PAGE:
- Pokémon Conquest (Nintendo DS)
- JPN: 2012
- *Pokémon Black 2 and White 2 (Nintendo DS)
- JPN: 2012
- *Pokémon X and Y (Nintendo 3DS)
- JPN: 2013
- *Pokémon Omega Ruby and Alpha Sapphire (Nintendo 3DS)
- *Pokémon Sun and Moon (Nintendo 3DS)
- US: 2016
- *Pokémon Ultra Sun and Ultra Moon (Nintendo 3DS)
- *Pokémon Let's Go, Pikachu! and Let's Go, Eevee! (Nintendo Switch)
- *Pokemon Sword and Shield! (Nintendo Switch)
- US: 2019
History[change | change source]
The first games, released in 1998, were Pokémon Red and Blue, which became big hits and are still among the best-selling video games of all time. They followed the adventures of the player, a Pokémon trainer who catches, raises, and battles with Pokémon, collects badges from the 8 Gym Leaders, explores all over Kanto (the region), and trades Pokémon with other people who have the game by using the Game Boy's Game Link Cable. Later, a sequel to Red and Blue was released: Pokémon Yellow. In this game, the player's character design is similar to Ash Ketchum (from the anime.) Also, instead of the Pokémon given to the player at the start of Red and Blue (the player can choose Bulbasaur, Charmander, or Squirtle) in Yellow the only possible choice is Pikachu, which represents the Pokémon Ash started with in the anime.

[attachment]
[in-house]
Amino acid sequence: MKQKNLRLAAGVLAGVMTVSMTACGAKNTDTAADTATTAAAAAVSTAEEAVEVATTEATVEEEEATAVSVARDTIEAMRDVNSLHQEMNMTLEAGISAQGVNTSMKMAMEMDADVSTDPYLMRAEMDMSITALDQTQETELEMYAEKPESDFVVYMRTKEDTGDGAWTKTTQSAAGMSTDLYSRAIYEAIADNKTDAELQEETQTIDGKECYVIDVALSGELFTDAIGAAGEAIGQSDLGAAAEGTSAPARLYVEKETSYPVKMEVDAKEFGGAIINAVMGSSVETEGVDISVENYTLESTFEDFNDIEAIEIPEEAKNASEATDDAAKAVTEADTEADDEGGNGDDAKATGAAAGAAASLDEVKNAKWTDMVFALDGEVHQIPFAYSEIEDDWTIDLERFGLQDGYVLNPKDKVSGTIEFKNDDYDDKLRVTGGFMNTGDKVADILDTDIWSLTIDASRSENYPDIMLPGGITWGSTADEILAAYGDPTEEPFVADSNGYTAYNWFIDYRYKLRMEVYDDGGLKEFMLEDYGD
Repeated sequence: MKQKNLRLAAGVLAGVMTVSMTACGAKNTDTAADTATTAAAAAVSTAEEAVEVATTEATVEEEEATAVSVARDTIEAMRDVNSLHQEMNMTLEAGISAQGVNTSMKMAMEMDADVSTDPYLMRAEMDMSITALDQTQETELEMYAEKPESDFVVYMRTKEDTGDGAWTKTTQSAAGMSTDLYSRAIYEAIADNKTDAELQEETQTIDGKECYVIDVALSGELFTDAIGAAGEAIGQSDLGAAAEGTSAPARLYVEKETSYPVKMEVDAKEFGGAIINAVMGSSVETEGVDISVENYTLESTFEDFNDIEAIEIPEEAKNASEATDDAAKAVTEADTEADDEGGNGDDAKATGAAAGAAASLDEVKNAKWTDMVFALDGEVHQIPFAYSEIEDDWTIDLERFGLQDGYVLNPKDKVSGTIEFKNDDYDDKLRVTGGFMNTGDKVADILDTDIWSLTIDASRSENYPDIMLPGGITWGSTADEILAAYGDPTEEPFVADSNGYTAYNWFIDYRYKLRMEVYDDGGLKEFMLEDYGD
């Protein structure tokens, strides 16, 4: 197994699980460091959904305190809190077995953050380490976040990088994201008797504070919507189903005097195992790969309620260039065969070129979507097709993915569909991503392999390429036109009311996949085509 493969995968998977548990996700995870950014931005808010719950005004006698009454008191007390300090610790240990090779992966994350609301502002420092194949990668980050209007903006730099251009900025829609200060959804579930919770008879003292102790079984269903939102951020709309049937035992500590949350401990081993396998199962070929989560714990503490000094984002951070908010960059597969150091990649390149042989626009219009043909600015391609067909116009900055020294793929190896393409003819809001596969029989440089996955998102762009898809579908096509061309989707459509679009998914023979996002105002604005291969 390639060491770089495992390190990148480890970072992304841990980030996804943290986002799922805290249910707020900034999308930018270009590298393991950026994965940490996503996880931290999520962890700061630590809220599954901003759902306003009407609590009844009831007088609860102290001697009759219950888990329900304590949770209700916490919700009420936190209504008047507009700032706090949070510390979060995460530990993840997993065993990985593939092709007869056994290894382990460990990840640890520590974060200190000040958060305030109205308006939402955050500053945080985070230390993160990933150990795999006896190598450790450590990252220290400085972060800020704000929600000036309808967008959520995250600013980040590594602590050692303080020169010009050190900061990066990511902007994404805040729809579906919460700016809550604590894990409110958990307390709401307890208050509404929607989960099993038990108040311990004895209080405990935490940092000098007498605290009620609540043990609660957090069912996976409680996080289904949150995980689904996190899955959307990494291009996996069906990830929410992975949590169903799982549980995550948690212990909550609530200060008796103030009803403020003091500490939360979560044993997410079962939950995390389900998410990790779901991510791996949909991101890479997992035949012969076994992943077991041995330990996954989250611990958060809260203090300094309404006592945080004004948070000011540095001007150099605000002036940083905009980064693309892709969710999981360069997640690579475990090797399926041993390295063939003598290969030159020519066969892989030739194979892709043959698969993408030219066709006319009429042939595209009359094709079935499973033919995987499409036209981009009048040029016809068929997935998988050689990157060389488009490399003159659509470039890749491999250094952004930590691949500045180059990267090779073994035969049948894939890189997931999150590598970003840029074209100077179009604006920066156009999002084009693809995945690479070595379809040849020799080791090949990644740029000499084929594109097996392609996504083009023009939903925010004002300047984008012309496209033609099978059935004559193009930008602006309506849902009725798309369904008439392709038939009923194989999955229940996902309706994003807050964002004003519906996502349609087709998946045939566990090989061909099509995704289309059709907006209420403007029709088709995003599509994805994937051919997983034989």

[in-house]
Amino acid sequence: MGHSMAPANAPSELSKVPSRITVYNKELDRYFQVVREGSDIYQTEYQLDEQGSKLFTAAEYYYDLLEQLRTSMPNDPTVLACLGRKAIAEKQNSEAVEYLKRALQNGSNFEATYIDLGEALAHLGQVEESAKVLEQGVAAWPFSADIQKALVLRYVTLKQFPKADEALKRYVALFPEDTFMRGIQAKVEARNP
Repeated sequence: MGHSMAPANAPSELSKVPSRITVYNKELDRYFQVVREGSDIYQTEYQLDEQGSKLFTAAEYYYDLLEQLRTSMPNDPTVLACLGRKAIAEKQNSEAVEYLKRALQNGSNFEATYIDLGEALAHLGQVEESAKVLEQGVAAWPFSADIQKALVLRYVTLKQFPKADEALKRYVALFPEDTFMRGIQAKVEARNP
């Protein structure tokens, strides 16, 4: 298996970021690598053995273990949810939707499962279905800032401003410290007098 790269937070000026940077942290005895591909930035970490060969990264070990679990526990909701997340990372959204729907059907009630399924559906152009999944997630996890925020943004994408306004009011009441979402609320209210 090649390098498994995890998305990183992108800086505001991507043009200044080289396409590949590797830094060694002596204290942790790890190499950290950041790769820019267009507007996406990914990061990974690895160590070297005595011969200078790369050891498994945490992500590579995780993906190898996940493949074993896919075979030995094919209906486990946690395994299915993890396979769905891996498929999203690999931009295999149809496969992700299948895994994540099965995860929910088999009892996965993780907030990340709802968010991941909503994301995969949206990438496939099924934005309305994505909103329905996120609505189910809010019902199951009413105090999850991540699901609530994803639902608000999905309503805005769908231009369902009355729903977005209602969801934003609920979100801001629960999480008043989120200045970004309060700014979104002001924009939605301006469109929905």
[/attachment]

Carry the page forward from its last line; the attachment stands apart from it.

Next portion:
When Nintendo realized how popular Red, Blue, and Yellow had become, they decided to support the production and release of more games. After Yellow came Pokémon Gold and Silver, released in 2000, which had a total of 251 catchable Pokémon, as opposed to only 151 previously. A sequel to the two games was released, Pokémon Crystal, which had several new features that were not on Gold and Silver: Pokémon had animated sprites when they came into battle, there was a subplot within the games relating to the different letter shapes of the Pokémon Unown, and there was a new building called the Battle Tower, where players could battle very strong Pokémon to win items and set records. Once the player has beaten the Elite Four, they can go to Kanto, the region in Red, Blue, and Yellow.
In 2003, Pokémon Ruby and Sapphire were released. They were the first Pokémon games on the Game Boy Advance, and this upset many players because they could not trade Pokémon with Red, Blue, Yellow, Gold, Silver, or Crystal. However, there were 135 new Pokémon, bringing the total to 386. There were many new features, like a PokéNav (a new item used for many ingame tasks), many more kinds of Poké Balls, a far bigger region (Hoenn) than in previous games (Kanto and Johto), and a Battle Tower different from the one in Crystal. Players could also create Secret Bases, small hideouts hidden in trees and rock walls.
Later in 2004, Pokémon Fire Red & Leaf Green were released. They did not take place in a new region, and they did not have any new Pokémon. They were simply remakes of Pokémon Red & Blue, adding a new "extra region" called the Sevii Islands, and a few new features. However, they made it possible for players of Ruby and Sapphire to get earlier Pokémon in their games. If a person had Ruby, Sapphire, Colosseum, FireRed, and LeafGreen (which many fans of the games did), they could have all 386 Pokémon, which made many players happy.